• In June 2018 the Hadi government created an entirely new ISP called AdenNet to counteract Houthi internet controls.
  • Only a small percentage of internet users in Yemen have the skills or knowledge to utilize VPNs, Tor, or routers with DNS recursion to circumvent government controls/surveillance.
  • Major international players, including the United States, Russia, and China have deployed malware/spyware as a means to supplement military efforts and/or leverage political opponents/dissidents.
  • Dating back to 2015, the “Yemen Cyber Army” has emerged as a major player launching attacks against government agencies.
  • Yemen ranks 50th global in population, but 148th in domain registrations.
  • The Houthi Government continues to block public access to WhatsApp, Facebook and Twitter.
  • Since the Yemeni Civil War first began, roughly 80% of all fiber optic cables have been destroyed.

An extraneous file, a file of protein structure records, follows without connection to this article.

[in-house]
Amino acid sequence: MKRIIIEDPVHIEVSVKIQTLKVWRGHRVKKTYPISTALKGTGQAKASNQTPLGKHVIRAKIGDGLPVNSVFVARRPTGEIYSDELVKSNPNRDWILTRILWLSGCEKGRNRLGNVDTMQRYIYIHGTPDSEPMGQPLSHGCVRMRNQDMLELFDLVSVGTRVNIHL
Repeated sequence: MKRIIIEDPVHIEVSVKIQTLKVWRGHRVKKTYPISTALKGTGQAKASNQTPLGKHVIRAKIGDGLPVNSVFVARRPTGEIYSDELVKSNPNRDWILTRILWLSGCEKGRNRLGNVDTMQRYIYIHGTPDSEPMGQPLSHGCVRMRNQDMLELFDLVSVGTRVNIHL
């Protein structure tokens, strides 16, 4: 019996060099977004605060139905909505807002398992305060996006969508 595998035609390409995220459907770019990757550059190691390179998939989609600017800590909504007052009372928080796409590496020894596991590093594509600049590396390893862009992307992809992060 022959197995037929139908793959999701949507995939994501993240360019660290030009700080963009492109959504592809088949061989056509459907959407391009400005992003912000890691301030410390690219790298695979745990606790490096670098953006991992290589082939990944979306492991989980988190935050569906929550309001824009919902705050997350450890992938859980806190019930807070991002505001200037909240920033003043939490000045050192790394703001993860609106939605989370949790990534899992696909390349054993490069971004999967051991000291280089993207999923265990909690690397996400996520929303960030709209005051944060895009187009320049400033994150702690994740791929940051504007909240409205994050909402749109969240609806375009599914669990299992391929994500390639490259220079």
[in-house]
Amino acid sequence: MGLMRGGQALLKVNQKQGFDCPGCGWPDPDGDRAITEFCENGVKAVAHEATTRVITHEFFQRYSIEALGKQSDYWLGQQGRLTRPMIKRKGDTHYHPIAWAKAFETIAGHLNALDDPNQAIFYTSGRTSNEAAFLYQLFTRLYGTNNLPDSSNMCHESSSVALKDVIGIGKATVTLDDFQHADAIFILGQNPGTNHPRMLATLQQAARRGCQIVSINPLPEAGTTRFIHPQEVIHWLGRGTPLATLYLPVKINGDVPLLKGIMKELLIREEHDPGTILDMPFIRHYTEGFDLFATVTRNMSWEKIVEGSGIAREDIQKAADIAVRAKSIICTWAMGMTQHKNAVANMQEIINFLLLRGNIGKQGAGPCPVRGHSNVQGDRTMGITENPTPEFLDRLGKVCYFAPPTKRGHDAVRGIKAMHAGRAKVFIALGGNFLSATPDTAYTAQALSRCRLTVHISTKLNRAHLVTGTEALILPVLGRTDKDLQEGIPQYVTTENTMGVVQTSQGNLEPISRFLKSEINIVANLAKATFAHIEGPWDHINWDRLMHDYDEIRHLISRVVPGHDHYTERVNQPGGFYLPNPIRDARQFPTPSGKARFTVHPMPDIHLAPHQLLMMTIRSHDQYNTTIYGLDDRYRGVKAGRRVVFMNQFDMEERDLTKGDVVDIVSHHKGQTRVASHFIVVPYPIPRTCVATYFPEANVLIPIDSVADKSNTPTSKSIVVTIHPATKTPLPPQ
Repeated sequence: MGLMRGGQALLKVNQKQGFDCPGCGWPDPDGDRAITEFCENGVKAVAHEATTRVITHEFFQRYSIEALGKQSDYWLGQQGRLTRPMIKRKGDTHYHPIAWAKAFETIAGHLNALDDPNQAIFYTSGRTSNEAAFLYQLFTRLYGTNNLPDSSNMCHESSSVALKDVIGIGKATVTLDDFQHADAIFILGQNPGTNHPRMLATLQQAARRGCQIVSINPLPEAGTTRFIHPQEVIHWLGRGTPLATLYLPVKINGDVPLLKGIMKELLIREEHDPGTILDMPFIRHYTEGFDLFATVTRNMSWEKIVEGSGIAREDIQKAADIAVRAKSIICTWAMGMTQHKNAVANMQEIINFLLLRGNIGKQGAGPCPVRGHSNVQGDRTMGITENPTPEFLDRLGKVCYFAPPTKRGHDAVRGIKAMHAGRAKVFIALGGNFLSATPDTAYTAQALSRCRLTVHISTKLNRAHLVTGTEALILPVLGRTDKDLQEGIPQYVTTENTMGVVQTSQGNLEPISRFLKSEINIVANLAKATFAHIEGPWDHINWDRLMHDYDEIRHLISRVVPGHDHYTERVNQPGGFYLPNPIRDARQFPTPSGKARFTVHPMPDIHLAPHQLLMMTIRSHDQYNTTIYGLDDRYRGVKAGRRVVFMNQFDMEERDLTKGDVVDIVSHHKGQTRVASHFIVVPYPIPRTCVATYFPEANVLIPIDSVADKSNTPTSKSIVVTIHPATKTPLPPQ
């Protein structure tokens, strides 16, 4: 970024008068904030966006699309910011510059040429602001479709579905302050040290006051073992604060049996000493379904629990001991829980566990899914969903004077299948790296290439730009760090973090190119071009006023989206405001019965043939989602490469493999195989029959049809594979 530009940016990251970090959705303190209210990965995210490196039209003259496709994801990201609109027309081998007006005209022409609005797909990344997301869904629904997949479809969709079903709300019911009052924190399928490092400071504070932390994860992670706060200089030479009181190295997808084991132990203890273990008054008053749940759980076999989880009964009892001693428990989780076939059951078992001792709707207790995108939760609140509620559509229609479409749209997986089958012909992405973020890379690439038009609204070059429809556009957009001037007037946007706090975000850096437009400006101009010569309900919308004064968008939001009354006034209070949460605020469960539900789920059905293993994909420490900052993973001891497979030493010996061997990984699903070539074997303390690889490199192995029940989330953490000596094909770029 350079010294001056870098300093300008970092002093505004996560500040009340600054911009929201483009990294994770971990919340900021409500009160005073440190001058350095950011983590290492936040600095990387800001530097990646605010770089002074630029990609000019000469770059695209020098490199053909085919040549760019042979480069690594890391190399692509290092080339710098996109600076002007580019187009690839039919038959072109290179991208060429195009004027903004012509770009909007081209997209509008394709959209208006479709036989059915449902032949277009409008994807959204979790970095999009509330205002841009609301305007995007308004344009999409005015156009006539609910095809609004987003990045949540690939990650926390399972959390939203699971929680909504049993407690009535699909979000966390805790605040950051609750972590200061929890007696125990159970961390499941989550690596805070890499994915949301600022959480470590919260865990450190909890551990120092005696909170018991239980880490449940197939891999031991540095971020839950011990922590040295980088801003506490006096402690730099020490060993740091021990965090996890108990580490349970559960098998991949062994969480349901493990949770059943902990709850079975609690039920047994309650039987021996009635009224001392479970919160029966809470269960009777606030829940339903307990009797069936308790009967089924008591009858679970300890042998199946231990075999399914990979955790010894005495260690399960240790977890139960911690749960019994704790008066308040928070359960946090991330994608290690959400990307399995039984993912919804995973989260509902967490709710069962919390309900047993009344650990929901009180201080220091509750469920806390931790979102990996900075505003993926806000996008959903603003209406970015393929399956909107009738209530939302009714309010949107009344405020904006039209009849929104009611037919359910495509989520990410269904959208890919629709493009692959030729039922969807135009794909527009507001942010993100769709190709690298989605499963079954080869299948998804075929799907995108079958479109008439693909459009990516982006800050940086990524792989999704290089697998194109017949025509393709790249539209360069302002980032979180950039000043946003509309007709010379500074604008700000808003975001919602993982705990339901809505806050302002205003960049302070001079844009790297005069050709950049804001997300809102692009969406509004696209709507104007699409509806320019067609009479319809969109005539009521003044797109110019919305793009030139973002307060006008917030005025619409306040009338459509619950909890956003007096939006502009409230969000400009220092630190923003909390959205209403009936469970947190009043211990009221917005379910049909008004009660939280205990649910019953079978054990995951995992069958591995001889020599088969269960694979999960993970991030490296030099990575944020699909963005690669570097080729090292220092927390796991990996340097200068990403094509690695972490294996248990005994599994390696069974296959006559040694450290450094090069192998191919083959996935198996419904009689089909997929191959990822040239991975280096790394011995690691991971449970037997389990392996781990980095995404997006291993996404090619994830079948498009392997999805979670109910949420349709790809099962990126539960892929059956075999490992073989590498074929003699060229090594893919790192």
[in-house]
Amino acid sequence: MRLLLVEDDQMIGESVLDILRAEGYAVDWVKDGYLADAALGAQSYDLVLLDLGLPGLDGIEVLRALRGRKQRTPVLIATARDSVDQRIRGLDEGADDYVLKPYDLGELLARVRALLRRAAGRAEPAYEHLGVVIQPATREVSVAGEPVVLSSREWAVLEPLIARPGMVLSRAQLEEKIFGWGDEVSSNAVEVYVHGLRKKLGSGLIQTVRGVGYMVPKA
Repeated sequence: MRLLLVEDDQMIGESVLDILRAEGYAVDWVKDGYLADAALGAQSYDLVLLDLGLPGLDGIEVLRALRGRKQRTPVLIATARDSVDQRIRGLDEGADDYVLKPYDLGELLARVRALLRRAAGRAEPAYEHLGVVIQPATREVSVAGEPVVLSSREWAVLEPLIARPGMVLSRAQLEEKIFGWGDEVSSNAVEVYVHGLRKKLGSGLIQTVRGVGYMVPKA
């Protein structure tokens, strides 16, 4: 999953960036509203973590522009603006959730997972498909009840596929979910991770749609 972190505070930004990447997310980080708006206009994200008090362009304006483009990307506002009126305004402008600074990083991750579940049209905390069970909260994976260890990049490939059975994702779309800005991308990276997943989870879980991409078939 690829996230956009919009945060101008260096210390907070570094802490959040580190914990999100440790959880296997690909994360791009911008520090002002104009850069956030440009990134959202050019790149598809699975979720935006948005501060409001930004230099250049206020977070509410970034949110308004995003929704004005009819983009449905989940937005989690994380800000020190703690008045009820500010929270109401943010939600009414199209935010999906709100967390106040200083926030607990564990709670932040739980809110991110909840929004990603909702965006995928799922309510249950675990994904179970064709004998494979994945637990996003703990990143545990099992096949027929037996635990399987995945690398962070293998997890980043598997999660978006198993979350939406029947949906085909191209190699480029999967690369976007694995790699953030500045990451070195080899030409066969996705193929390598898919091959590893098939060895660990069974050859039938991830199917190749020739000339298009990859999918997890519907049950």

• Only 24.3% of Yemeni citizens currently have access to the internet in 2018, up from 19.1% in 2014.
  • Roughly 50% of Yemeni citizens have access to cellular phones and/or landlines.

Download Full Research Paper Here: https://go.recordedfuture.com/hubfs/reports/cta-2018-1128.pdf

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Online Activists Launch Massive Crowd-Sourcing Campaign To Document, Map & Decode Raqqa’s Destruction

(AI) – Thousands of digital activists around the world will take part in an innovative new crowdsourcing data project Amnesty International is launching today, which uses satellite imagery to help plot how the US-led military coalition’s bombings destroyed almost 80% of the Syrian city of Raqqa.

Strike Tracker” is the next phase of an in-depth Amnesty International investigation, in partnership with Airwars, into the shocking scale of civilian casualties resulting from four months of US, UK and French bombardment to oust the armed group calling itself Islamic State (IS) from Raqqa. Amnesty International’s field investigations and analysis since the battle ended in October 2017 presented compelling evidence of apparent violations of international humanitarian law (the laws of war) by the US-led Coalition. They prompted the Coalition to revise its civilian death toll statistics upwards of 300%.